Years ago, my younger brother and I attended the wedding of a childhood friend, held on a high floor of a stylish San Francisco hotel. We were standing by the floor-to-ceiling windows, joking with each other, when the sister of the groom approached.
“You guys are so close,” she said. “It must be nice. Tell me, what can I do to make my daughters as close as you are?” Her tone was light, but her eyes were searching.
“You want to know?” Eric said. “I’ll tell you: You and your husband should separate, then go through an ugly divorce. That’ll bring your kids together.”
I cracked up.
“Oh,” she said uncertainly.
“I didn’t say it would be easy,” he added.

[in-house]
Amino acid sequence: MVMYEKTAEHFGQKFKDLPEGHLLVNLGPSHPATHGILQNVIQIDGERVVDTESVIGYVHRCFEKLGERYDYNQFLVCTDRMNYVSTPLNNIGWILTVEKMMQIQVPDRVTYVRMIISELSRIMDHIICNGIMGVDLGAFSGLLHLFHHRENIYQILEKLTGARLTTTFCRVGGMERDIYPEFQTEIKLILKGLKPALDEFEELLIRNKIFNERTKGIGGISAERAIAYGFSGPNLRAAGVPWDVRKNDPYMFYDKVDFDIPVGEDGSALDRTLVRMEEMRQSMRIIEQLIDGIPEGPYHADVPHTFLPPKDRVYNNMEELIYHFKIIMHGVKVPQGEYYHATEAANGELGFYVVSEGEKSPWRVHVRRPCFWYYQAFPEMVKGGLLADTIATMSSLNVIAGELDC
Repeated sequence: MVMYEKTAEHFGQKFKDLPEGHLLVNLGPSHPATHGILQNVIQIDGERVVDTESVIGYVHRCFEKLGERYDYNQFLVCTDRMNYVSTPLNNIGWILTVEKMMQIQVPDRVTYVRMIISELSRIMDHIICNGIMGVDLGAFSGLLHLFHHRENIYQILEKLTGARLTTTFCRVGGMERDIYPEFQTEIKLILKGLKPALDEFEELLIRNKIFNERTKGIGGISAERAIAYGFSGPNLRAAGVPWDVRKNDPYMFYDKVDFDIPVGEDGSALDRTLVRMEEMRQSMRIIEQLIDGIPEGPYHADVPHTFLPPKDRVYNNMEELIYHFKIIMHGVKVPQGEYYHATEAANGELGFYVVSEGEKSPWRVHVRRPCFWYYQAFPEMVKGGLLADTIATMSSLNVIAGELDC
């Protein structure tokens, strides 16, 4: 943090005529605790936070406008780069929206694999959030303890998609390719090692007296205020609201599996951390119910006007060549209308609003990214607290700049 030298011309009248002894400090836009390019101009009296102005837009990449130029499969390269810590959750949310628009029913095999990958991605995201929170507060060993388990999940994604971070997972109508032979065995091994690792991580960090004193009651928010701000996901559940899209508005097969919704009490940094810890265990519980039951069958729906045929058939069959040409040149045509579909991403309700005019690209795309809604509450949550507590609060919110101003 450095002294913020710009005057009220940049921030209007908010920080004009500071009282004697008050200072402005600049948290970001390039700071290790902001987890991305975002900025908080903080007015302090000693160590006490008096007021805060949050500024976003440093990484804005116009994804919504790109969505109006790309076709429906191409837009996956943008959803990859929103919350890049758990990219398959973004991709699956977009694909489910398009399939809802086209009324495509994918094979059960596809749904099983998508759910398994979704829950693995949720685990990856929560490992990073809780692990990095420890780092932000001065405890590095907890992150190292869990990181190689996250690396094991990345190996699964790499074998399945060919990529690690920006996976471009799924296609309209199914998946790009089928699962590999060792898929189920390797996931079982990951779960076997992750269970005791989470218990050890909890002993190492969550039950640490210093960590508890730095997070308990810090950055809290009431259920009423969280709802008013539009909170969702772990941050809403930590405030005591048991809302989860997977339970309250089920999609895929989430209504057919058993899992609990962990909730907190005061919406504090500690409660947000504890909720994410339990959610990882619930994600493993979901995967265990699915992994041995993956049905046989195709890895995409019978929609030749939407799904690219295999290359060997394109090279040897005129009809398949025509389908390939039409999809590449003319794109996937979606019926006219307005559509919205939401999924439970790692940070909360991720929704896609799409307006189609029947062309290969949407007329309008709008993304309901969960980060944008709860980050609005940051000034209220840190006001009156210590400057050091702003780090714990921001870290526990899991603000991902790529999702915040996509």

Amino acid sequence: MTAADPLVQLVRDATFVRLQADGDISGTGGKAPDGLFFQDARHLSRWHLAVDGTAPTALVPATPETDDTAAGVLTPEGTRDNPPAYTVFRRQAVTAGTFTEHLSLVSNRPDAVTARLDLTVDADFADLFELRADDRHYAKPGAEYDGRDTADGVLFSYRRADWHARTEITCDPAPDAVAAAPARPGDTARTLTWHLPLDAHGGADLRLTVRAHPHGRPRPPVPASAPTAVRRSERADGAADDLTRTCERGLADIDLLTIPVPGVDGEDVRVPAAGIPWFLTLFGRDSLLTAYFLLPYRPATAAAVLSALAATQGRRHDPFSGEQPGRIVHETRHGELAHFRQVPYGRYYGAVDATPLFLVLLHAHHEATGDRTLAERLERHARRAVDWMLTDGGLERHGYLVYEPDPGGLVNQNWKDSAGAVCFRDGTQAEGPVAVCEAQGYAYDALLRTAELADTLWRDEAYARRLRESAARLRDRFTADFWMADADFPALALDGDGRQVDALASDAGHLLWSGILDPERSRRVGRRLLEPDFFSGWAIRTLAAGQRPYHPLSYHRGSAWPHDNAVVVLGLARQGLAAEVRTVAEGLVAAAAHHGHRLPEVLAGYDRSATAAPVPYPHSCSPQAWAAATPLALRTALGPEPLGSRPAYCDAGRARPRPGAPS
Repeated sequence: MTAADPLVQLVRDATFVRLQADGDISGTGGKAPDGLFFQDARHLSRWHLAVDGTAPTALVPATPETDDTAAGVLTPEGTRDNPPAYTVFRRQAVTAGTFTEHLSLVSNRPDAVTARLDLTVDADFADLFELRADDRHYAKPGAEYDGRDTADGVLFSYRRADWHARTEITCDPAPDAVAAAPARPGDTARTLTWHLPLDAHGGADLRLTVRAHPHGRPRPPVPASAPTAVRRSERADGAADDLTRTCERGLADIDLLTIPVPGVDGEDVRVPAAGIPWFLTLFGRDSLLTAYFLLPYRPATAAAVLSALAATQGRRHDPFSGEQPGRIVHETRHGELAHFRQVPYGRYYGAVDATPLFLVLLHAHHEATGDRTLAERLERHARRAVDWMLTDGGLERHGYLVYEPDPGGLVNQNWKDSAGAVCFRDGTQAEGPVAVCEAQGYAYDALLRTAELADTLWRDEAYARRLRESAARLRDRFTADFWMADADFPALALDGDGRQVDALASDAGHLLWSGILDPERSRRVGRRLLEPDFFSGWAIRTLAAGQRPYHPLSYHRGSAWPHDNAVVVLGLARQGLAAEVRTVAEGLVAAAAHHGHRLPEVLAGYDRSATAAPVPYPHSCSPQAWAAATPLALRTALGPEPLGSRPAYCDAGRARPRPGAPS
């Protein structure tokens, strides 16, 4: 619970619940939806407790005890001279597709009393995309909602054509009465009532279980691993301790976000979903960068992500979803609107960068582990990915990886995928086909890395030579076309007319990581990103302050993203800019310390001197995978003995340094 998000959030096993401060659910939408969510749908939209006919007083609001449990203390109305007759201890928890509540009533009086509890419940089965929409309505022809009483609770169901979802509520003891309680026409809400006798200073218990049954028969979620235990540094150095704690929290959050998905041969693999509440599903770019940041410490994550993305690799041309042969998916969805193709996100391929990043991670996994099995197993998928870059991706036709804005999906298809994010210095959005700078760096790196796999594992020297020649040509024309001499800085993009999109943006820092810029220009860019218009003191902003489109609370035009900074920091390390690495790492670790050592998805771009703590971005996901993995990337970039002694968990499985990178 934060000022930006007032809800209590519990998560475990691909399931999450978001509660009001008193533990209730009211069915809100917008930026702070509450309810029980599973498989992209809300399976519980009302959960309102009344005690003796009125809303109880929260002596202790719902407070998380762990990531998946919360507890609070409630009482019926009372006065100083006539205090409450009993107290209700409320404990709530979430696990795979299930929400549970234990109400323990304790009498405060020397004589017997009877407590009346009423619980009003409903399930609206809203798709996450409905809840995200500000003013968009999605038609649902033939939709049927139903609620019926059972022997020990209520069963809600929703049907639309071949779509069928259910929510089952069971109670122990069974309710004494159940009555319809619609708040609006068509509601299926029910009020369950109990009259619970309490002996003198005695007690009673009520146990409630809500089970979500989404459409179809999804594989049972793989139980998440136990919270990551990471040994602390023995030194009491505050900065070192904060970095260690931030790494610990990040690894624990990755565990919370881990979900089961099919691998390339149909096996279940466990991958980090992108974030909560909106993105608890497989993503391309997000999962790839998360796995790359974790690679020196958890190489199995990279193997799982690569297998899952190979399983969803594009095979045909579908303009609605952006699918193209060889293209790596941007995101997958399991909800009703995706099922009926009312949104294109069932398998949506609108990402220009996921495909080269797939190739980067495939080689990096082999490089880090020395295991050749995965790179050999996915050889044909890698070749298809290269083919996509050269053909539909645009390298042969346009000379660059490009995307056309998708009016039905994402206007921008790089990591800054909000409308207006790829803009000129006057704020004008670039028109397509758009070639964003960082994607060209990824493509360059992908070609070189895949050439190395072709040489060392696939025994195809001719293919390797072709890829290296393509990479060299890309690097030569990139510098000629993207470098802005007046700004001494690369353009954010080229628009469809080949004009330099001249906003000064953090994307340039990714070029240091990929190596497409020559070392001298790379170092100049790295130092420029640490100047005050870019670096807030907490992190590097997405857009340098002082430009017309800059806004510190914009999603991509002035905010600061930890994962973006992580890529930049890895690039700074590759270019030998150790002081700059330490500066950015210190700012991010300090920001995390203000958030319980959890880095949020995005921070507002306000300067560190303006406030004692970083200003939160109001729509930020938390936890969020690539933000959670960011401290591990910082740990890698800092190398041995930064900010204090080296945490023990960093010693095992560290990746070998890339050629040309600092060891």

I laughed again.
The lights of San Francisco spread below us, the dark waters of the bay eddying beyond. I remember the hesitation in our friend’s voice, the half-smile fixed on her face. Eric spoke to her, but his words were for me, as if he were saying: This is our history. We can claim it and make fun of it.
It was snarky and dark, but freeing too, and it made me love him all the more.
“What? No,” Eric said recently when I reminded him of this. “That’s obnoxious. I didn’t say that.”
“You did! I remember it exactly.”
“I wouldn’t have.” But finally he shrugged. “Well, it’s not untrue,” he said. And we moved on, as we usually do.
When our parents separated, I was 9, my older brother, David, was 12 and Eric was 6. Our parents, who had previously contained their strife behind closed doors, now no longer had the energy or the will.
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